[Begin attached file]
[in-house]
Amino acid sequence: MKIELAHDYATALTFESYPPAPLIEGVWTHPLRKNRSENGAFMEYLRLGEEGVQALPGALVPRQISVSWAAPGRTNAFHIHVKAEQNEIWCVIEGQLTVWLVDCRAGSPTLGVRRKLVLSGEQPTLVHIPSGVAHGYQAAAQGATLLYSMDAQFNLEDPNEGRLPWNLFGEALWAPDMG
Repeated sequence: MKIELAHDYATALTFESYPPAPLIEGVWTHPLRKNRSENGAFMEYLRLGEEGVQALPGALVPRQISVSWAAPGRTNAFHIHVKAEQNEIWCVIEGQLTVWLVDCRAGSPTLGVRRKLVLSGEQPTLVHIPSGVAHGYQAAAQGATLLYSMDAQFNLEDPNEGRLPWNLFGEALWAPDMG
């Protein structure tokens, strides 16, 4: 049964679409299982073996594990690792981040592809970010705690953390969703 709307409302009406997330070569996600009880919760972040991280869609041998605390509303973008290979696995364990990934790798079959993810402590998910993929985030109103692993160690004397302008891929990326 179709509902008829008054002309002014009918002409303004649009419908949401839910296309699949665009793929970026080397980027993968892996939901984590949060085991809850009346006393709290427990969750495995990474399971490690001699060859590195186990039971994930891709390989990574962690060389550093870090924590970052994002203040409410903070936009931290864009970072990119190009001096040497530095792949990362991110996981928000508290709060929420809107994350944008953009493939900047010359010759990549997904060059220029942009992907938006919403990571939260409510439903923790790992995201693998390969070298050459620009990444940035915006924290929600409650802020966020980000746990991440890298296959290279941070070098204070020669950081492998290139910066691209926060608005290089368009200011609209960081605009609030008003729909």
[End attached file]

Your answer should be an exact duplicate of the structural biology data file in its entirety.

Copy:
[in-house]
Amino acid sequence: MKIELAHDYATALTFESYPPAPLIEGVWTHPLRKNRSENGAFMEYLRLGEEGVQALPGALVPRQISVSWAAPGRTNAFHIHVKAEQNEIWCVIEGQLTVWLVDCRAGSPTLGVRRKLVLSGEQPTLVHIPSGVAHGYQAAAQGATLLYSMDAQFNLEDPNEGRLPWNLFGEALWAPDMG
Repeated sequence: MKIELAHDYATALTFESYPPAPLIEGVWTHPLRKNRSENGAFMEYLRLGEEGVQALPGALVPRQISVSWAAPGRTNAFHIHVKAEQNEIWCVIEGQLTVWLVDCRAGSPTLGVRRKLVLSGEQPTLVHIPSGVAHGYQAAAQGATLLYSMDAQFNLEDPNEGRLPWNLFGEALWAPDMG
């Protein structure tokens, strides 16, 4: 049964679409299982073996594990690792981040592809970010705690953390969703 709307409302009406997330070569996600009880919760972040991280869609041998605390509303973008290979696995364990990934790798079959993810402590998910993929985030109103692993160690004397302008891929990326 179709509902008829008054002309002014009918002409303004649009419908949401839910296309699949665009793929970026080397980027993968892996939901984590949060085991809850009346006393709290427990969750495995990474399971490690001699060859590195186990039971994930891709390989990574962690060389550093870090924590970052994002203040409410903070936009931290864009970072990119190009001096040497530095792949990362991110996981928000508290709060929420809107994350944008953009493939900047010359010759990549997904060059220029942009992907938006919403990571939260409510439903923790790992995201693998390969070298050459620009990444940035915006924290929600409650802020966020980000746990991440890298296959290279941070070098204070020669950081492998290139910066691209926060608005290089368009200011609209960081605009609030008003729909």